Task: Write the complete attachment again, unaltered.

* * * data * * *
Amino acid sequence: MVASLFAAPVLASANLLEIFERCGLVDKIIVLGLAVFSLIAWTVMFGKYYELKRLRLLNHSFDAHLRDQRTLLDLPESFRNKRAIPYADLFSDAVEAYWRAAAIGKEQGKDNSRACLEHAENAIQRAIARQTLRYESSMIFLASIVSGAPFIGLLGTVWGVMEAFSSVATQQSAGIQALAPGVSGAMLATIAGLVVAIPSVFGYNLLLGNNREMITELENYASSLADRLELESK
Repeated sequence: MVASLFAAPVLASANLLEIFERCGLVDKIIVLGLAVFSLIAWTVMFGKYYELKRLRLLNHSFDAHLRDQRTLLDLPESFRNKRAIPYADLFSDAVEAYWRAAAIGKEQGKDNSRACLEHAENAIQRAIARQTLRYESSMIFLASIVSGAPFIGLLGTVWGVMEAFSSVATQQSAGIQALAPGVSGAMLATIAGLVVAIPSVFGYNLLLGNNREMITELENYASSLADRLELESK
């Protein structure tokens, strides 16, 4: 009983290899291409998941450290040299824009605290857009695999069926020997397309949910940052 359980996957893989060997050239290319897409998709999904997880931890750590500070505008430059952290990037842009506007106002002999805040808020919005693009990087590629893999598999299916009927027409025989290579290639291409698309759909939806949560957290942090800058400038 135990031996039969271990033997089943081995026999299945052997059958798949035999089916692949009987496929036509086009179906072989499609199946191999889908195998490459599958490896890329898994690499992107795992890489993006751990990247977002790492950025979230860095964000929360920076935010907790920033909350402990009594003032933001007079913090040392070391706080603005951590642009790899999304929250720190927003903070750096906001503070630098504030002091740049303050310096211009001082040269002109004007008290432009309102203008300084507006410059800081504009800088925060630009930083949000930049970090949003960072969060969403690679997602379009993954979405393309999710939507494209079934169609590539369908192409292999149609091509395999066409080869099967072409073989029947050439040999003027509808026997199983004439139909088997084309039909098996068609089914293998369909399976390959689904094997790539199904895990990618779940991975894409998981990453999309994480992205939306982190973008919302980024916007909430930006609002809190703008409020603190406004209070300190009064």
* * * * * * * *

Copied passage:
Amino acid sequence: MVASLFAAPVLASANLLEIFERCGLVDKIIVLGLAVFSLIAWTVMFGKYYELKRLRLLNHSFDAHLRDQRTLLDLPESFRNKRAIPYADLFSDAVEAYWRAAAIGKEQGKDNSRACLEHAENAIQRAIARQTLRYESSMIFLASIVSGAPFIGLLGTVWGVMEAFSSVATQQSAGIQALAPGVSGAMLATIAGLVVAIPSVFGYNLLLGNNREMITELENYASSLADRLELESK
Repeated sequence: MVASLFAAPVLASANLLEIFERCGLVDKIIVLGLAVFSLIAWTVMFGKYYELKRLRLLNHSFDAHLRDQRTLLDLPESFRNKRAIPYADLFSDAVEAYWRAAAIGKEQGKDNSRACLEHAENAIQRAIARQTLRYESSMIFLASIVSGAPFIGLLGTVWGVMEAFSSVATQQSAGIQALAPGVSGAMLATIAGLVVAIPSVFGYNLLLGNNREMITELENYASSLADRLELESK
């Protein structure tokens, strides 16, 4: 009983290899291409998941450290040299824009605290857009695999069926020997397309949910940052 359980996957893989060997050239290319897409998709999904997880931890750590500070505008430059952290990037842009506007106002002999805040808020919005693009990087590629893999598999299916009927027409025989290579290639291409698309759909939806949560957290942090800058400038 135990031996039969271990033997089943081995026999299945052997059958798949035999089916692949009987496929036509086009179906072989499609199946191999889908195998490459599958490896890329898994690499992107795992890489993006751990990247977002790492950025979230860095964000929360920076935010907790920033909350402990009594003032933001007079913090040392070391706080603005951590642009790899999304929250720190927003903070750096906001503070630098504030002091740049303050310096211009001082040269002109004007008290432009309102203008300084507006410059800081504009800088925060630009930083949000930049970090949003960072969060969403690679997602379009993954979405393309999710939507494209079934169609590539369908192409292999149609091509395999066409080869099967072409073989029947050439040999003027509808026997199983004439139909088997084309039909098996068609089914293998369909399976390959689904094997790539199904895990990618779940991975894409998981990453999309994480992205939306982190973008919302980024916007909430930006609002809190703008409020603190406004209070300190009064």